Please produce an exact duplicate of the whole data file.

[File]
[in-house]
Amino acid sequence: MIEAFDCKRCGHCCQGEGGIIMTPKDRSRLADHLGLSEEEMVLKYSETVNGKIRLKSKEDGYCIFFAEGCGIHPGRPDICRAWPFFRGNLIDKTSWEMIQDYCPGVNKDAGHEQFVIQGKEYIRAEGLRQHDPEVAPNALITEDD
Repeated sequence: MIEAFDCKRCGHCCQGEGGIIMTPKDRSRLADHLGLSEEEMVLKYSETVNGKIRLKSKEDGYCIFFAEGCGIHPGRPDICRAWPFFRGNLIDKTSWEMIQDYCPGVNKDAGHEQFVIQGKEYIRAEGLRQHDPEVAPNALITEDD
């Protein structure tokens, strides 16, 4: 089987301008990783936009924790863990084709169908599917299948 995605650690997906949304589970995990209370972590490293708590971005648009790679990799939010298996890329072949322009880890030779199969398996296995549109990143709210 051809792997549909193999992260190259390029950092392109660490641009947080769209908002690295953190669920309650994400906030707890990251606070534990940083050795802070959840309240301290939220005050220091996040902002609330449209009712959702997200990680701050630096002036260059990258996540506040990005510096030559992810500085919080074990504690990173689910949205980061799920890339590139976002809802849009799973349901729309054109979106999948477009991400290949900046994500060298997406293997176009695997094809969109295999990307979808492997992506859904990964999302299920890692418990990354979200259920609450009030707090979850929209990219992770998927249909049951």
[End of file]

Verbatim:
[in-house]
Amino acid sequence: MIEAFDCKRCGHCCQGEGGIIMTPKDRSRLADHLGLSEEEMVLKYSETVNGKIRLKSKEDGYCIFFAEGCGIHPGRPDICRAWPFFRGNLIDKTSWEMIQDYCPGVNKDAGHEQFVIQGKEYIRAEGLRQHDPEVAPNALITEDD
Repeated sequence: MIEAFDCKRCGHCCQGEGGIIMTPKDRSRLADHLGLSEEEMVLKYSETVNGKIRLKSKEDGYCIFFAEGCGIHPGRPDICRAWPFFRGNLIDKTSWEMIQDYCPGVNKDAGHEQFVIQGKEYIRAEGLRQHDPEVAPNALITEDD
């Protein structure tokens, strides 16, 4: 089987301008990783936009924790863990084709169908599917299948 995605650690997906949304589970995990209370972590490293708590971005648009790679990799939010298996890329072949322009880890030779199969398996296995549109990143709210 051809792997549909193999992260190259390029950092392109660490641009947080769209908002690295953190669920309650994400906030707890990251606070534990940083050795802070959840309240301290939220005050220091996040902002609330449209009712959702997200990680701050630096002036260059990258996540506040990005510096030559992810500085919080074990504690990173689910949205980061799920890339590139976002809802849009799973349901729309054109979106999948477009991400290949900046994500060298997406293997176009695997094809969109295999990307979808492997992506859904990964999302299920890692418990990354979200259920609450009030707090979850929209990219992770998927249909049951």